Along with the development of the knowledge base regarding the pathogenesis of dyslipidemia, comes the many treatment modalities focused on lipid control. Bile acid sequestrants, niacin, and fibrates are only among the many drugs used for this purpose.
Screening and Diagnosis of Dyslipidemia
Dyslipidemia is a collective term referring to a group of diseases that are characterized by an increased level of cholesterols and triglycerides in the blood. A lipid panel is usually used for screening and is commonly done in the clinics. Due to the relative convenience and routineness of this screening procedure, it is not uncommon for medical students and interns to encounter problems with lipid metabolism in practice. The measurement of lipids in the blood is optimally done with a blood sample extracted from the patient after fasting.
Aside from identifying which components of the lipid panel are elevated, one should also note if the problem in the metabolism of lipids is primary in nature, or if it is caused by something else entirely. Primary causes of increased levels of cholesterols and lipids are generally genetic and are thought to be brought about by genetic mutations.
|Genetic disorder||Gene defect||Elevated lipoproteins||Transmission|
|Lipoprotein lipase deficiency||LPL||Chylomicrons, VLDL||Autosomal recessive|
|Familial apoC-II deficiency||APOC2||Chylomicrons, VLDL||Autosomal recessive|
|ApoA-V deficiency||APOA5||Chylomicrons, VLDL||Autosomal recessive|
|GPIHBP1 deficiency||GPIHBP1||Chylomicrons||Autosomal recessive|
|Familial hepatic lipase deficiency||LIPC||VLDL remnants, HDL||Autosomal recessive|
|Familial dysbetalipoproteinemia||APOE||Chylomicron remnants, VLDL remnants||Autosomal recessive|
|Familial hypercholesterolemia||LDLR||LDL||Autosomal dominant|
|Familial defective apoB-100||APOB||LDL||Autosomal dominant|
|Autosomal dominant hypercholesterolemia, type 3||PCSK9||LDL||Autosomal dominant|
|Autosomal recessive hypercholesterolemia||LDLRAP||LDL||Autosomal recessive|
|Sitosterolemia||ABCG5 or ABCG8||LDL||Autosomal recessive|
(Table adapted from Harrison’s Principles of Internal Medicine, 19th ed. by Fauci AS, et al.)
Dyslipidemia may also be caused by secondary conditions. Examples of conditions and disorders that could actually raise lipid levels in the blood, without genetic implications in lipid metabolism, are the following:
- High-carbohydrate diet
- Excessive alcohol intake
- Obesity and insulin resistance
- Excessive glucocorticoid levels
Treatment of Dyslipidemia
In the diagnosis and treatment of dyslipidemia, it is important to note which among the components of the said lipid panel is elevated in order to come up with a more specific and efficient approach to treatment. The good thing about this is that the degree of elevation of plasma lipids could actually give health care providers an image of the cardiovascular risks and complications that could arise if the condition is untreated.
Another important thing to note in the management of dyslipidemia is that it can be caused by a magnitude of conditions. In cases of secondary dyslipidemia, one should be sure to manage the underlying cause as well.
Composition and Classification of Lipid Metabolism
Lipids, by nature, are non-polar and may have problems when it comes to transport along with the polar environment provided by plasma, interstitial, and lymph fluid; this is where lipoproteins come in. These complexes are internally composed of triglycerides and cholesteryl esters that bind nonpolar substances such as triglycerides, cholesterols and fat-soluble vitamins to and from the tissues. In order for these to traverse the polar highways, it is enveloped by a hydrophilic shell made up of apolipoproteins, phospholipids and unesterified cholesterols.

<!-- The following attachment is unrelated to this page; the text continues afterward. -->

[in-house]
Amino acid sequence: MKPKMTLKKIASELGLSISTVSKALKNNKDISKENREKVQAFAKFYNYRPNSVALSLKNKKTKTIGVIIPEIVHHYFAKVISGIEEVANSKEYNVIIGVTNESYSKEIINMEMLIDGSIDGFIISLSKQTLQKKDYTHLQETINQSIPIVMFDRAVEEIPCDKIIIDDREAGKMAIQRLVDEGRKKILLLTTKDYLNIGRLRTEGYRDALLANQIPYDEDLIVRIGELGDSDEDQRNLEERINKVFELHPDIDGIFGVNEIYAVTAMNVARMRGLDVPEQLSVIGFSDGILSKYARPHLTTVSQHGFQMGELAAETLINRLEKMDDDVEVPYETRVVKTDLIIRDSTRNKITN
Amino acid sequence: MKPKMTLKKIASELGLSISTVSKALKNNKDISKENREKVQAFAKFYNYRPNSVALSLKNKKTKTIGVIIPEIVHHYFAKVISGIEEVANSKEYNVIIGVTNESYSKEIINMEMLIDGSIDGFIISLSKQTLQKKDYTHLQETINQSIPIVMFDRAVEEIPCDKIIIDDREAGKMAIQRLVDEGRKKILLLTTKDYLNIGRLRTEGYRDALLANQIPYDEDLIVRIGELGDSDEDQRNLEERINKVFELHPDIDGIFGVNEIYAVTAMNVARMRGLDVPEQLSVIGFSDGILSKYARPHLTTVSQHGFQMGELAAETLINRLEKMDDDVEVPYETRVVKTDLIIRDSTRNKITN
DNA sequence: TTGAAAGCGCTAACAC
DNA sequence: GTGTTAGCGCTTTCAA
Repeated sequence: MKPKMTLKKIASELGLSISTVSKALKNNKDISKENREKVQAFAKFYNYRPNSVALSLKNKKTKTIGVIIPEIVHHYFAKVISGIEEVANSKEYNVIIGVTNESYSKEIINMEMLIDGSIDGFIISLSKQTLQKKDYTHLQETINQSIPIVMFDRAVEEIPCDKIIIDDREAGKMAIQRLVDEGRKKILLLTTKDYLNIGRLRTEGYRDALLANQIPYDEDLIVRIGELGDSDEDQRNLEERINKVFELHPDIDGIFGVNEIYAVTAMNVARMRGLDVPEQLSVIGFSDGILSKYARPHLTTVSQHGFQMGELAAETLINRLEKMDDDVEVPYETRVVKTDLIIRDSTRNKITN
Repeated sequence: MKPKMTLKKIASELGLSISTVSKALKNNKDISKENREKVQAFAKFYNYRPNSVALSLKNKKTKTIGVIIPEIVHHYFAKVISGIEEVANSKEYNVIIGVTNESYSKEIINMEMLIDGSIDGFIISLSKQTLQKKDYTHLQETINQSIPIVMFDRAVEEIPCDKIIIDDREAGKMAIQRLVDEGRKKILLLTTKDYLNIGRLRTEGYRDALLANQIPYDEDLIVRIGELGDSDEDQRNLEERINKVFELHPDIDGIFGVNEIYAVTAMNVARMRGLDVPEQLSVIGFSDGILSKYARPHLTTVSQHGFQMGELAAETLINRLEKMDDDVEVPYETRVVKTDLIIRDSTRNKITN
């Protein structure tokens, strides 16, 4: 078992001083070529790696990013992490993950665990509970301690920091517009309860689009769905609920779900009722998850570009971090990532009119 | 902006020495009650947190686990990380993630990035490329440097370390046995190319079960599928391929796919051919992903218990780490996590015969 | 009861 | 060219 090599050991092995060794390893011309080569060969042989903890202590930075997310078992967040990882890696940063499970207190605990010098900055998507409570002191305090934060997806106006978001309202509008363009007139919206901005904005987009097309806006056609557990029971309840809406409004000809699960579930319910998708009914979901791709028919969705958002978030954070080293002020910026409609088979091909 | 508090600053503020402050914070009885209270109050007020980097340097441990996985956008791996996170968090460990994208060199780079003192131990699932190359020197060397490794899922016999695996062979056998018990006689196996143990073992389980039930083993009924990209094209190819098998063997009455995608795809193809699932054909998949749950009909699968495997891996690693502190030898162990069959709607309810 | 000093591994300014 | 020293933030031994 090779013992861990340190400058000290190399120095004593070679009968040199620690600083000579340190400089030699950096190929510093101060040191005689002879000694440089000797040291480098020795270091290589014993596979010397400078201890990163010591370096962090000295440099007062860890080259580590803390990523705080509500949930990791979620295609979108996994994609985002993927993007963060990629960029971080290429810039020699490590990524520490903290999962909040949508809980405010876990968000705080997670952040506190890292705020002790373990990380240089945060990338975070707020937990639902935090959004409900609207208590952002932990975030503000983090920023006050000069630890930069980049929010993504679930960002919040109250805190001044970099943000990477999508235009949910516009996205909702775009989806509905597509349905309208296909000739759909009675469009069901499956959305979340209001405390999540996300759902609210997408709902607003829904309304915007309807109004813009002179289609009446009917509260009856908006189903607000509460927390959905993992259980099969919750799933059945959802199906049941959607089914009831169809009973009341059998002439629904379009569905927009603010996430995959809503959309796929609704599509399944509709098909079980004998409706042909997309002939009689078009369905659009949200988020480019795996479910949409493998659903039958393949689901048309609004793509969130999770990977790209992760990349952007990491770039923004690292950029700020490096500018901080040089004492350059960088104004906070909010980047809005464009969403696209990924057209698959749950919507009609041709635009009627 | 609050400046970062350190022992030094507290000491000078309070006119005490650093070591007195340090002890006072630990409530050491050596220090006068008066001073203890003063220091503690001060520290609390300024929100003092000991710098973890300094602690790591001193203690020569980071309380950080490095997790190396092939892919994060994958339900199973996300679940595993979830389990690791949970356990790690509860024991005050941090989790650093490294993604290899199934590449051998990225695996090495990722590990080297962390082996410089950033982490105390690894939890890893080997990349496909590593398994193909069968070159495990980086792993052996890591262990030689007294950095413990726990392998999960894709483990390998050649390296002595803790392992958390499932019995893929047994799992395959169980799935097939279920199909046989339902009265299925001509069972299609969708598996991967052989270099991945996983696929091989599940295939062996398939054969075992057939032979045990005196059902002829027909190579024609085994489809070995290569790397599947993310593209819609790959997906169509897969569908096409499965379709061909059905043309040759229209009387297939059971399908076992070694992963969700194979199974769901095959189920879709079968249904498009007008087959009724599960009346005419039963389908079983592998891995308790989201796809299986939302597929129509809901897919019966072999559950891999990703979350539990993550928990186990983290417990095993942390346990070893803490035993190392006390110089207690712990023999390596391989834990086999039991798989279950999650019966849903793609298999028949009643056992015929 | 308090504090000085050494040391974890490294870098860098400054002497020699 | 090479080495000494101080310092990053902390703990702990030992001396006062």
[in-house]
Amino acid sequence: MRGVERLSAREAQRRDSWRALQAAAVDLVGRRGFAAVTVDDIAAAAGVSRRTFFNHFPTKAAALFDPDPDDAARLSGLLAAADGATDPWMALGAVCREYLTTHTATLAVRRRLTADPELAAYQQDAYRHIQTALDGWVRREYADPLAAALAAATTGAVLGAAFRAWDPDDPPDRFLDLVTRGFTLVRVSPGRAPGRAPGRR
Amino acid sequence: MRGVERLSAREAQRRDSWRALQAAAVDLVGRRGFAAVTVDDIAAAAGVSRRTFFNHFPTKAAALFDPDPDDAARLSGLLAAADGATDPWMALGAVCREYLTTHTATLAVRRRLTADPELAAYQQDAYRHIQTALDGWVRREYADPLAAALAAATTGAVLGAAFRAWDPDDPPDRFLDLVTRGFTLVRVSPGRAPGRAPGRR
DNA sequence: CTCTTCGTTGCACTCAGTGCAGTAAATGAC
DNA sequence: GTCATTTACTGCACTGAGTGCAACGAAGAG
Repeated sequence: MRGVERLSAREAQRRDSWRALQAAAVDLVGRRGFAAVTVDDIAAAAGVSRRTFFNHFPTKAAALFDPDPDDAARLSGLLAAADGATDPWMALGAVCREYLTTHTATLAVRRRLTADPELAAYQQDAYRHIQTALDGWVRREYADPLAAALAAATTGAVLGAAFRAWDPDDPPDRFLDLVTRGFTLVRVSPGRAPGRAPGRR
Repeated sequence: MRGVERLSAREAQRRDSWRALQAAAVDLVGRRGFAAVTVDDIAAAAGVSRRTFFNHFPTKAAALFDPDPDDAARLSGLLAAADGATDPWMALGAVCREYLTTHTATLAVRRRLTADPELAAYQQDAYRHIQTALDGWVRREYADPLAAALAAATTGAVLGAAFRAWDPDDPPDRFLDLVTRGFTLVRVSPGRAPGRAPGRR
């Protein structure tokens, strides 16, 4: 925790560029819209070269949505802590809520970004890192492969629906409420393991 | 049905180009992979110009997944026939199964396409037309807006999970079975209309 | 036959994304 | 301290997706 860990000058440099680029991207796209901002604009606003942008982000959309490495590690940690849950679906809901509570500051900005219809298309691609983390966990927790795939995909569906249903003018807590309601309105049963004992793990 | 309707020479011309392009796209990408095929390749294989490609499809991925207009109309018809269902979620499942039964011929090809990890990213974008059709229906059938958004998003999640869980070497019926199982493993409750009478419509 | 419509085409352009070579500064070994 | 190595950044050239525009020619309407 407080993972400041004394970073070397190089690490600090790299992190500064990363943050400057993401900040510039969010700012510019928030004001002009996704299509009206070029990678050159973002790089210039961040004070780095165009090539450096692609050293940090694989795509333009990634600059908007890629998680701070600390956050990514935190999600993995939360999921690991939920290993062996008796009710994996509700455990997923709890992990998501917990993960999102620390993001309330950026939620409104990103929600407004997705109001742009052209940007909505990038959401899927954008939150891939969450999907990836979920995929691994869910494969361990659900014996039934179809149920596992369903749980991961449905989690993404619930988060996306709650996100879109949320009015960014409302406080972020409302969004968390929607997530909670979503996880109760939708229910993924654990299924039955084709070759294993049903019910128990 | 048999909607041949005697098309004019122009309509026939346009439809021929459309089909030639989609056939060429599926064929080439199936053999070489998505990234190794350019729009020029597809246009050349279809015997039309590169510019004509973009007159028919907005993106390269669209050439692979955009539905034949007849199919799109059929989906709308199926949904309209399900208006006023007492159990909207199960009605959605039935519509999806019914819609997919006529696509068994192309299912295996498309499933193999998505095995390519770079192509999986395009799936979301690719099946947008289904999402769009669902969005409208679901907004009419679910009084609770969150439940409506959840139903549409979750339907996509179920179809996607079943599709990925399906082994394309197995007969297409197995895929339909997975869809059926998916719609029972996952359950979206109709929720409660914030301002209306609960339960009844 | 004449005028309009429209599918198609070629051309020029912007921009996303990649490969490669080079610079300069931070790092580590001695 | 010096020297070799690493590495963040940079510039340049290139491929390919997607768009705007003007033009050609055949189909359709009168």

Lipoproteins vary in the proportion of their components and their function. These complexes may have either of the 2 high molecular weight proteins in their shells: B-48 and B-100. B-48 is created in the gut and is found in chylomicrons. B-100, on the other hand, comes from the liver and is found in very-low-density lipoproteins (VLDL), VLDL remnants (IDL), low-density lipoproteins, and Lp(a) lipoproteins.
The densities of these lipoproteins are actually dictated by the number of lipids contained in their core, in relation to the amount of protein they have in their shell. This makes chylomicrons the least dense lipoprotein among the classification, and HDLs the densest.
Lipoprotein Synthesis and Degradation
As mentioned previously, B-48, a component of chylomicrons, come from the intestines. They are responsible for the transport of dietary fats and cholesterols and travels through the thoracic duct into the bloodstream.
In under an hour, a chylomicron is eliminated in the blood by way of lipoprotein lipase (LPL) hydrolysis. LPL is found in the walls of capillaries, and other forms may include those found in the pancreas and liver. From this hydrolysis, the hydrophilic shell and hydrophobic core are taken apart. The lipids and apoproteins found in the surface are taken up by HDLs, while the rest of the chylomicron remnants are endocytosed by hepatocytes by means of a receptor-mediated process.
VLDL and chylomicrons are somewhat similar in terms of metabolism (LPL hydrolysis) but differ in the way they are synthesized. VLDL is created in the liver and delivers triglycerides from there to other parts of the body.
Once they are degraded by the LPL found in the periphery, fatty acids are then produced and used for adipose storage or for fuelling ketone-dependent tissues such as the heart and other muscles. When triglycerides are removed from VLDLs, two lipoproteins come into being – VLDL remnants (IDL) which are endocytosed by hepatocytes, and LDL.